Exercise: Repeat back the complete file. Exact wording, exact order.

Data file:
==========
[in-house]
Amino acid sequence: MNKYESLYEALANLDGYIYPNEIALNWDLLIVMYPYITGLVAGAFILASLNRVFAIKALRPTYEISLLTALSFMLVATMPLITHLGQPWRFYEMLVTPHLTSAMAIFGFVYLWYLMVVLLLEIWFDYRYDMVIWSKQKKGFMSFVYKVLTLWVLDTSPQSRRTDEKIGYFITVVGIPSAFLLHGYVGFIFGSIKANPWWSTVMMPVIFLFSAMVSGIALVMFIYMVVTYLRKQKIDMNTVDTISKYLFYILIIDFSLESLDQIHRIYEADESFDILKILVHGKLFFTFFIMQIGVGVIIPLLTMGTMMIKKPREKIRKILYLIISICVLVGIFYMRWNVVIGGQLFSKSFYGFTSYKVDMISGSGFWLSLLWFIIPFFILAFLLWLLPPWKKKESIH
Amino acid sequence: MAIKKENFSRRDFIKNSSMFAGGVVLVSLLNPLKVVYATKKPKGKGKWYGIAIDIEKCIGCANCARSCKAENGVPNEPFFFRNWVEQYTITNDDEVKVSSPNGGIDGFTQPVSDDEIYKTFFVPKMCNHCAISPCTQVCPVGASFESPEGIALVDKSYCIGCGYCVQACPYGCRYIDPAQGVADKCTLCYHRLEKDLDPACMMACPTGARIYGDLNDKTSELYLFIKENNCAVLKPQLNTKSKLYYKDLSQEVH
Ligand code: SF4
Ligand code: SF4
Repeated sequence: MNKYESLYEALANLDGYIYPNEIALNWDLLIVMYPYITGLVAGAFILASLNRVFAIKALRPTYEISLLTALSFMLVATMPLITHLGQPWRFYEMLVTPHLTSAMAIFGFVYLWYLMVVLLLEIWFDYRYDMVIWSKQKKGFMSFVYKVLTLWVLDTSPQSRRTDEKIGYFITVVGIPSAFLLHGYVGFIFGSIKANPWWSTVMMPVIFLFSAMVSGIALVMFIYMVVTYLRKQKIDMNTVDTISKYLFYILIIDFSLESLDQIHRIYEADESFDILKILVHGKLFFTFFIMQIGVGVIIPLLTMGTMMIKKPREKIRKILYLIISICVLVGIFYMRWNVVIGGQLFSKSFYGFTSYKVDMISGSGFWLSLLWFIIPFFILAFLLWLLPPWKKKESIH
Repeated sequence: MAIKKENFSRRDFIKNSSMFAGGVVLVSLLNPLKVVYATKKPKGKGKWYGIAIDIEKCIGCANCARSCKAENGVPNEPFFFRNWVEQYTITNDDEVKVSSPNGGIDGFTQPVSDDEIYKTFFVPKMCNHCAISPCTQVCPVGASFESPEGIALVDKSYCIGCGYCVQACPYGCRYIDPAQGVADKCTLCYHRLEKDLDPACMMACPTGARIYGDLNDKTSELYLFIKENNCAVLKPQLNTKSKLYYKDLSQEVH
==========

[in-house]
Amino acid sequence: MNKYESLYEALANLDGYIYPNEIALNWDLLIVMYPYITGLVAGAFILASLNRVFAIKALRPTYEISLLTALSFMLVATMPLITHLGQPWRFYEMLVTPHLTSAMAIFGFVYLWYLMVVLLLEIWFDYRYDMVIWSKQKKGFMSFVYKVLTLWVLDTSPQSRRTDEKIGYFITVVGIPSAFLLHGYVGFIFGSIKANPWWSTVMMPVIFLFSAMVSGIALVMFIYMVVTYLRKQKIDMNTVDTISKYLFYILIIDFSLESLDQIHRIYEADESFDILKILVHGKLFFTFFIMQIGVGVIIPLLTMGTMMIKKPREKIRKILYLIISICVLVGIFYMRWNVVIGGQLFSKSFYGFTSYKVDMISGSGFWLSLLWFIIPFFILAFLLWLLPPWKKKESIH
Amino acid sequence: MAIKKENFSRRDFIKNSSMFAGGVVLVSLLNPLKVVYATKKPKGKGKWYGIAIDIEKCIGCANCARSCKAENGVPNEPFFFRNWVEQYTITNDDEVKVSSPNGGIDGFTQPVSDDEIYKTFFVPKMCNHCAISPCTQVCPVGASFESPEGIALVDKSYCIGCGYCVQACPYGCRYIDPAQGVADKCTLCYHRLEKDLDPACMMACPTGARIYGDLNDKTSELYLFIKENNCAVLKPQLNTKSKLYYKDLSQEVH
Ligand code: SF4
Ligand code: SF4
Repeated sequence: MNKYESLYEALANLDGYIYPNEIALNWDLLIVMYPYITGLVAGAFILASLNRVFAIKALRPTYEISLLTALSFMLVATMPLITHLGQPWRFYEMLVTPHLTSAMAIFGFVYLWYLMVVLLLEIWFDYRYDMVIWSKQKKGFMSFVYKVLTLWVLDTSPQSRRTDEKIGYFITVVGIPSAFLLHGYVGFIFGSIKANPWWSTVMMPVIFLFSAMVSGIALVMFIYMVVTYLRKQKIDMNTVDTISKYLFYILIIDFSLESLDQIHRIYEADESFDILKILVHGKLFFTFFIMQIGVGVIIPLLTMGTMMIKKPREKIRKILYLIISICVLVGIFYMRWNVVIGGQLFSKSFYGFTSYKVDMISGSGFWLSLLWFIIPFFILAFLLWLLPPWKKKESIH
Repeated sequence: MAIKKENFSRRDFIKNSSMFAGGVVLVSLLNPLKVVYATKKPKGKGKWYGIAIDIEKCIGCANCARSCKAENGVPNEPFFFRNWVEQYTITNDDEVKVSSPNGGIDGFTQPVSDDEIYKTFFVPKMCNHCAISPCTQVCPVGASFESPEGIALVDKSYCIGCGYCVQACPYGCRYIDPAQGVADKCTLCYHRLEKDLDPACMMACPTGARIYGDLNDKTSELYLFIKENNCAVLKPQLNTKSKLYYKDLSQEVH